Antarctic glacier melting faster than previously estimated
Newly digitized vintage film has doubled how far back scientists can peer into the history of underground ice in Antarctica, and revealed that an ice shelf on Thwaites Glacier in West Antarctica is being thawed by a warming ocean more quickly than previously thought.
This finding contributes to predictions for sea-level rise that would impact coastal communities around the world.
The researchers – including a Colorado School of Mines geophysics professor – made their findings by comparing ice-penetrating radar records of Thwaites Glacier with modern data. The research appeared in the Proceedings of the National Academy of Sciences on Sept. 2.
“Being a part of such a unique project to give new life to old data has been a highlight of my career so far,” said Matthew Siegfried, assistant professor of geophysics. “Ice sheets change on time scales ranging from minutes to millennia, so being able to recreate an older configuration of the Antarctic ice sheet and double the length of our detailed history of change represents a significant step toward being able to separate true changes from noise in the climate system.”
Led by Stanford University’s Dustin Schroeder, assistant professor of geophysics in the School of Earth, Energy & Environmental Sciences, researchers digitized about 250,000 flight miles of Antarctic radar data originally captured on 35 mm optical film between 1971 and 1979 as part of a collaboration between Stanford and the Scott Polar Research Institute (SPRI) at Cambridge University in the U.K.
The data has been released to an online public archive through Stanford Libraries, enabling other scientists to compare it with modern radar data in order to understand long-term changes in ice thickness, features within glaciers, and baseline conditions over 40 years.
For Larry Irons, software and systems support engineer for the Mines Geophysics Department, seeing the revived recordings is especially meaningful – he was a member of the SPRI data collection crew for two field seasons from 1977 to 1979 as part of his master’s degree work.
“During those two field seasons, I spent about 25,000 miles in the air recording radio echo sounding data across all parts of Antarctica. I saw the radar data freshly recorded on a printer that we had in the Navy C-130 Hercules aircraft. I also changed film canisters while in flight,” Irons said. “It is very satisfying to know that my effort on the team is still useful today. It is incredible that analog film data recorded 40 years ago can be digitized and enhanced with modern digital techniques.”
The information provided by the historic records will help efforts such as the Intergovernmental Panel on Climate Change in its goal of projecting climate and sea-level rise for the next 100 years. By being able to look back 40 to 50 years at subsurface conditions rather than just the 10 to 20 years provided by modern data, scientists can better understand what has happened in the past and make more accurate projections about the future, Schroeder said.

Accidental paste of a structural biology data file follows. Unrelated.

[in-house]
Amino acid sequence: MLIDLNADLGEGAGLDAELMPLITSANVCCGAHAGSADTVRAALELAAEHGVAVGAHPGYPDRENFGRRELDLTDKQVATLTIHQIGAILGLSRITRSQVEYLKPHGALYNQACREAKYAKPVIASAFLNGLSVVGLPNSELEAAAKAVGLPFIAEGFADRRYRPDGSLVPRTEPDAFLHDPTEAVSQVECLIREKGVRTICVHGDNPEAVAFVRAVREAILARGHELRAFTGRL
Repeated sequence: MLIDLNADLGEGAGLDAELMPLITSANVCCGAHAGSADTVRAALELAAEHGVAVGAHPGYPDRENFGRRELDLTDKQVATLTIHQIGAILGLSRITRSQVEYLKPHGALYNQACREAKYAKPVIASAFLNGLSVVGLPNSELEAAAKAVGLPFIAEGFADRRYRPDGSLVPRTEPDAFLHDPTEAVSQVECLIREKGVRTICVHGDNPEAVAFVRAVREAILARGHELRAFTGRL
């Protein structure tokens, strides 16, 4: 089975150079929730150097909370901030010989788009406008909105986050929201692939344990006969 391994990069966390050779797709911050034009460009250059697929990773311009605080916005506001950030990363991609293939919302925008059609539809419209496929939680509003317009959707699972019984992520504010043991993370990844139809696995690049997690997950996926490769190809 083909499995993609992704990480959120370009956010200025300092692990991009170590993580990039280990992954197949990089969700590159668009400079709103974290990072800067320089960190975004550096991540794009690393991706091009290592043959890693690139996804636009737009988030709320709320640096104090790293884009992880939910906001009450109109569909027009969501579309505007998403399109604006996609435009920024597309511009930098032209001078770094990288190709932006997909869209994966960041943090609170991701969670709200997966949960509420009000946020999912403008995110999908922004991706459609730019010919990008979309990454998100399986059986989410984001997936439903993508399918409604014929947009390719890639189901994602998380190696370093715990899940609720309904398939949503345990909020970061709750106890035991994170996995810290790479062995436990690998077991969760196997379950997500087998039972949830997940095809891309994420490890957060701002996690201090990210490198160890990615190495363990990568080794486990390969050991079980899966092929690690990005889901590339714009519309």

“You can really see the geometry over this long period of time, how these ocean currents have melted the ice shelf – not just in general, but exactly where and how,” said Schroeder. “When we model ice sheet behavior and sea-level projections into the future, we need to understand the processes at the base of the ice sheet that made the changes we’re seeing.”
The film was originally recorded in an exploratory survey using ice-penetrating radar, a technique still used today to capture information from the surface through the bottom of the ice sheet. The radar shows mountains, volcanoes and lakes beneath the surface of Antarctica, as well as layers inside the ice sheet that reveal the history of climate and flow.
Newly uncovered features
The researchers identified several features beneath the ice sheet that had previously only been observed in modern data, including ash layers captured inside the ice from past volcanic eruptions and channels where water flowing out from beneath the ice sheet is eroding the bottom of floating ice shelves. The longer time series paints a complex picture of change: while one of these sub-ice channels has remained stable over the past 40 years, the Thwaites Glacier ice shelf has thinned between 10 and 33 percent between 1978 and 2009.
The scientists hope their findings demonstrate the value of comparing this historical information to modern data to analyze different aspects of Antarctica at a finer scale. In addition to the radar data, the Stanford Digital Repository includes photographs of the notebooks from the flight operators, an international consortium of American, British and Danish geoscientists.
Fellow contributors at Stanford include postdoctoral researcher Winnie Chu; graduate students Emma MacKie and John Emmons; Summer Undergraduate Research in Geoscience and Engineering (SURGE) participant Katherine Vega, now with the University of Colorado; and Assistant Professor of Computer Science Keith Winstein. Other co-authors are affiliated with the University of Cambridge, Imperial College London and the University of Edinburgh. The research was supported by NASA, the National Science Foundation and the George Thompson Fellowship at Stanford University.